As if winning 10 medals in the Summer Paralympics and becoming the first woman to sweep the world's four major marathons in the same year weren't enough, Tatyana McFadden took on a whole new challenge in a sport in which she had never competed -- sit skiing -- at the Sochi, Russia, Winter Paralympics last week. One silver medal later, the 24-year-old isn't letting up anytime soon, preparing for next month's London Marathon, followed a week later by a return to the Boston Marathon.
McFadden, whose success in Sochi was preceded by three Summer Paralympic track & field gold, four silver and one bronze medals, was born in St. Petersburg, Russia with spina bifida, a disabling birth defect in which the spinal column does not completely close. Young Tatyana was adopted by an American family after spending the first six years of her life in a Russian orphanage, learning to walk on her hands.
The Sochi Paralympics were particularly special for McFadden, as she was reunited with her Russian family and was able to share the Games with her American family as well.
McFadden has had the opportunity to share her inspiring story through Team Liberty Mutual, which celebrates human persistence, highlights what is possible with the support of others, and showcases the determination in all who face a setback to come back and “Rise.”
There could hardly be a better ambassador for the program than McFadden. She took a few minutes to speak with Sports Media Report about her Sochi experience.
Sports Media Report: First, congratulations, again, on the medal in Sochi. From a competitive standpoint, how is this different from your success in Athens?
Tatyana McFadden: The Paralympics in Sochi were absolutely amazing. The venue was perfect, the food was great, the volunteers were friendly. I couldn't ask for better Game. Even the weather was beautiful; one day I was skiing in a tank top. Like London, they did an excellent job. It was a great experience for my first Paralympic Winter Games.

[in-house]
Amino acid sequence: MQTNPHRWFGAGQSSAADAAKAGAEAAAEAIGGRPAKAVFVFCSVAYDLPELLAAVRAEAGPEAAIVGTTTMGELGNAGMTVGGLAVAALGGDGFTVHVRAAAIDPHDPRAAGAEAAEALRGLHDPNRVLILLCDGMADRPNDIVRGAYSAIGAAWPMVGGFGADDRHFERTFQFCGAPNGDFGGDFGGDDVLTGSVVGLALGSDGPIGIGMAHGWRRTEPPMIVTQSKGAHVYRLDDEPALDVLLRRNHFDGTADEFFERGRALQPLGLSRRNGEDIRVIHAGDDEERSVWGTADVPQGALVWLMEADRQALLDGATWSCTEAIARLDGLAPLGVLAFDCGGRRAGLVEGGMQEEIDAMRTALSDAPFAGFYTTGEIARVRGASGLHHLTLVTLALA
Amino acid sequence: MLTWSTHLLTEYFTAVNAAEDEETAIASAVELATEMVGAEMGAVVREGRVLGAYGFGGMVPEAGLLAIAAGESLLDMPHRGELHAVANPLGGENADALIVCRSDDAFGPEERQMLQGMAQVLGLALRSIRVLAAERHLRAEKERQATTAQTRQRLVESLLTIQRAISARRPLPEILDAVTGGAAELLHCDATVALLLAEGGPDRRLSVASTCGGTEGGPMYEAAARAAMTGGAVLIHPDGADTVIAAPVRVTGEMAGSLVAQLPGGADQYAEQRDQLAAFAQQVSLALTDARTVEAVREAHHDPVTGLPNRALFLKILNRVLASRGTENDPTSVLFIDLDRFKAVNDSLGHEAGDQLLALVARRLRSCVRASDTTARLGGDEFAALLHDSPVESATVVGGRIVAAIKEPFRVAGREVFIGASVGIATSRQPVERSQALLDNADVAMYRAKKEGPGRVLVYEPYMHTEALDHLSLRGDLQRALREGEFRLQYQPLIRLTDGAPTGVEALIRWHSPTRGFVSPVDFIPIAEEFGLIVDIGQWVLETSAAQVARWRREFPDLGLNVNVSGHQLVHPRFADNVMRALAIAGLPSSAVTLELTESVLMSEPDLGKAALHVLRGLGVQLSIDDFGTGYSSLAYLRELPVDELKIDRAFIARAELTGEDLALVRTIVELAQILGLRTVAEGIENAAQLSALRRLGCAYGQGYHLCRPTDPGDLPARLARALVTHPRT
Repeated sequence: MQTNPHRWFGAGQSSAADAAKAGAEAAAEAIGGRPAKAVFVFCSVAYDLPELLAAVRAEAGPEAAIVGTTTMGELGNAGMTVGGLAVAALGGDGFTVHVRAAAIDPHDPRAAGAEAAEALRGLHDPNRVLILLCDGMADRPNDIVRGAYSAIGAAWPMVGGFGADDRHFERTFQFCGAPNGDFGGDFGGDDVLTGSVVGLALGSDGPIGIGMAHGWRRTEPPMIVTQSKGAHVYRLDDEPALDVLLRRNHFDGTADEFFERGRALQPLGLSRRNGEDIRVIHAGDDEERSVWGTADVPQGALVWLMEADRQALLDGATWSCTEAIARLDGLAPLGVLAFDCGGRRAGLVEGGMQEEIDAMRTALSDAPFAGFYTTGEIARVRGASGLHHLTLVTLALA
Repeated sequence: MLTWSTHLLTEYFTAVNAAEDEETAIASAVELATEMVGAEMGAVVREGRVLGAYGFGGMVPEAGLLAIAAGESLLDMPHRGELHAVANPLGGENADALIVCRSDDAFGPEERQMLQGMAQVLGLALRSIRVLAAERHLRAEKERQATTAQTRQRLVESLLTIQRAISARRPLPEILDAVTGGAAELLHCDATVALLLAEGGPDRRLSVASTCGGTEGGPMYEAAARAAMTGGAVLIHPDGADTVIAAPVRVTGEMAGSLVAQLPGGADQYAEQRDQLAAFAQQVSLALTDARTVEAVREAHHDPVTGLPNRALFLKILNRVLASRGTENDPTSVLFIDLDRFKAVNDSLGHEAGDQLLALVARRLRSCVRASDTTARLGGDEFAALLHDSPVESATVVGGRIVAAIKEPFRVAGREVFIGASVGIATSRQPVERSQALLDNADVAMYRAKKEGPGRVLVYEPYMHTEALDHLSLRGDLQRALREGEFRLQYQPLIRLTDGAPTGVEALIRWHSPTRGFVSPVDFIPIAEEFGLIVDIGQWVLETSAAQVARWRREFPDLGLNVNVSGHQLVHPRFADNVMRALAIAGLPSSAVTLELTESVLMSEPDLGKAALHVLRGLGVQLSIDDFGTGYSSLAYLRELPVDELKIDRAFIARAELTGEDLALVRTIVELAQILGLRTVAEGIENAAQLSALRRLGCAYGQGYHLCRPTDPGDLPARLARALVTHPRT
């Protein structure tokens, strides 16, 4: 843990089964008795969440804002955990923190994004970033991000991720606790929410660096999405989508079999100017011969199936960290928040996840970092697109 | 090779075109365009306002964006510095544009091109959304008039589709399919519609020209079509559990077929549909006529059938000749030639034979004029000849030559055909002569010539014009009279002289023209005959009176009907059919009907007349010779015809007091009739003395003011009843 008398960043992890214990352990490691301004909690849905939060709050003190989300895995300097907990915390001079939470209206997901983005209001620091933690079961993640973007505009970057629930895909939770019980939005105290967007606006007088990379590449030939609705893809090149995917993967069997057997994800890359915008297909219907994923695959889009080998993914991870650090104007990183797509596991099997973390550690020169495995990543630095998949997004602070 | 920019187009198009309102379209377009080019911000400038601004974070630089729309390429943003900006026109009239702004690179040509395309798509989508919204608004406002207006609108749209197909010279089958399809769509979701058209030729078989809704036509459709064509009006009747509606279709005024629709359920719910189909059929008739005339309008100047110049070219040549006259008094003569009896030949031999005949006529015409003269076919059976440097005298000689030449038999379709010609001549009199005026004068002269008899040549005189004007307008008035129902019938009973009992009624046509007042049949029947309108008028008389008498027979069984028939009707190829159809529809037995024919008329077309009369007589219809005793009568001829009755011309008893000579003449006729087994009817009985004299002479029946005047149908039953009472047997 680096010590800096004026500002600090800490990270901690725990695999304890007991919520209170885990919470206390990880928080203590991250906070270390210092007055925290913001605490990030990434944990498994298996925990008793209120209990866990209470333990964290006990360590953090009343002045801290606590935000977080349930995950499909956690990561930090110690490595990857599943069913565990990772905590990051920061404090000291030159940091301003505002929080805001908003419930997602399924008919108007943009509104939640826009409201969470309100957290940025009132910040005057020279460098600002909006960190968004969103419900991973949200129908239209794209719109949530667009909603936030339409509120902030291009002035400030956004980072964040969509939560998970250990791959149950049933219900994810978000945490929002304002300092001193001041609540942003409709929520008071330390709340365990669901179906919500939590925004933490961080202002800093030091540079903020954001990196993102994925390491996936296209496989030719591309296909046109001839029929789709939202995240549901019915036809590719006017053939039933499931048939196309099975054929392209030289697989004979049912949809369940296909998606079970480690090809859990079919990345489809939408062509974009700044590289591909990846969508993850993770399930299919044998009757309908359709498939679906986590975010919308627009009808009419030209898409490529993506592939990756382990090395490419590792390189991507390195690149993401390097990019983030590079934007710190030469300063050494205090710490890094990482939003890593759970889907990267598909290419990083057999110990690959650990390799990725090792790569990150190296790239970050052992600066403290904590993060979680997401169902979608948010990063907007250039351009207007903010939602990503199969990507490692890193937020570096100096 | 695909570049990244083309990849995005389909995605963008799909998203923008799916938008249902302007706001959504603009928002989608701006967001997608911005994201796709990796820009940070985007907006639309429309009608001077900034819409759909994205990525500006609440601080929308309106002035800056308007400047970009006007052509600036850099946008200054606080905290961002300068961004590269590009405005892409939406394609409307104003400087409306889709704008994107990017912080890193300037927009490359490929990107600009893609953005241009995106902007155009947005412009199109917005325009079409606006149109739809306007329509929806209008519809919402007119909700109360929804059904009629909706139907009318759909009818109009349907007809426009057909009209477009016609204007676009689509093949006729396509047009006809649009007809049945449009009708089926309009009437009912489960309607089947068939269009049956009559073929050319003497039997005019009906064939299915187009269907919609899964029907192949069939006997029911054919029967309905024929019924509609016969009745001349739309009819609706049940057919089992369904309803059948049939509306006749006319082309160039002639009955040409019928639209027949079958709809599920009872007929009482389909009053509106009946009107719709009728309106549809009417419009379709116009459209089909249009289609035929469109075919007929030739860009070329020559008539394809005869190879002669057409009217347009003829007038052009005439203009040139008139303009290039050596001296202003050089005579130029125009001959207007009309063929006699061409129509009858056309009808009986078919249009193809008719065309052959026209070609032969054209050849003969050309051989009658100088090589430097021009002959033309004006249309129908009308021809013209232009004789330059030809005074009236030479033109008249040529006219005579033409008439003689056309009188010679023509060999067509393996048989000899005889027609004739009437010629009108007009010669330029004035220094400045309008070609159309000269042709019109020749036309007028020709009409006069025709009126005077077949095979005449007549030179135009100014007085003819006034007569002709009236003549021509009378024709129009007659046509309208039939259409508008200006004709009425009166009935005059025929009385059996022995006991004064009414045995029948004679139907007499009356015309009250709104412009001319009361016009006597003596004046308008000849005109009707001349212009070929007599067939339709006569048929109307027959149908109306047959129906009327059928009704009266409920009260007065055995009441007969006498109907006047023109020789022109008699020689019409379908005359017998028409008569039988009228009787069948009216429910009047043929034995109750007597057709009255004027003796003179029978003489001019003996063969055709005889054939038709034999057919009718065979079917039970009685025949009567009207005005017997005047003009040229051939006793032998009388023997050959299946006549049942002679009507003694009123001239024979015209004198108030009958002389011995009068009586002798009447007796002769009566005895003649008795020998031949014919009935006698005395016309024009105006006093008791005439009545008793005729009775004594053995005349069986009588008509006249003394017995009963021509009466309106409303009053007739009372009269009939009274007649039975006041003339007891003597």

SMR: Do you have a preference now?
TM: I think I'm going to be a dual athlete now. They are both quite different. The Summer Games have a different edge to it, I think. And in skiing, the snow and conditions change every day. The track mostly remains the same. And the technique is very different in each. In skiing you use a lot of the core, while in wheelchair you use the shoulders and arms much more.
SMR: There is also obviously an emotional component to going to Russia - how did you manage to separate that from the competition, or did it enhance it for you?
TM: Having my family there had to be the most fulfilling moment. I think that was the most important part for me -- just being able to share my whole story and having both my birth family and my adopted family there, and winning silver, it was unbelievable.
SMR: We talk about overcoming setbacks in all walks of sports, but particularly in the Paralympic Games. What has been your driving force in wanting to compete and win?
TM: Going into they Paralympic Games in Sochi, it was my very first Winter games, so I already had a setback of sorts because I had only been skiing for a year. Most of the other competitors have been skiing for years. So I spent the year training on and off the snow, to gain strength and technique. I think it's my personality and drive that made me want to do it. Having my family and teammates and sponsors behind me helped me for sure.
SMR: As you mentioned, you can't go it alone. What kind of support have you received from fans as well as sponsors?
TM: No, you can't go in this lone, especially because the Paralympic Games can be very difficult; equipment is expensive -- my bucket [seat] alone is $3,000, the skis, the poles. We need that extra support to help meet if not exceed the expectations we have on ourselves and to get where we are today.
SMR: Besides financial support, how has being a part of Team Liberty Mutual affected you?
TM: Every person has a setback, but it depends on how you come back from it. For me, not only being an elite athlete, but adopted, plus a disability, I think I can relate to a lot of people. Team Liberty Mutual has helped me tell this story.
SMR: What is ahead for you?
TM: I graduated from college [University of Illinois] in December, so now I'm focusing on being a full-time athlete. I'm off to London in three weeks to compete at the London Marathon, and six days later the Boston Marathon.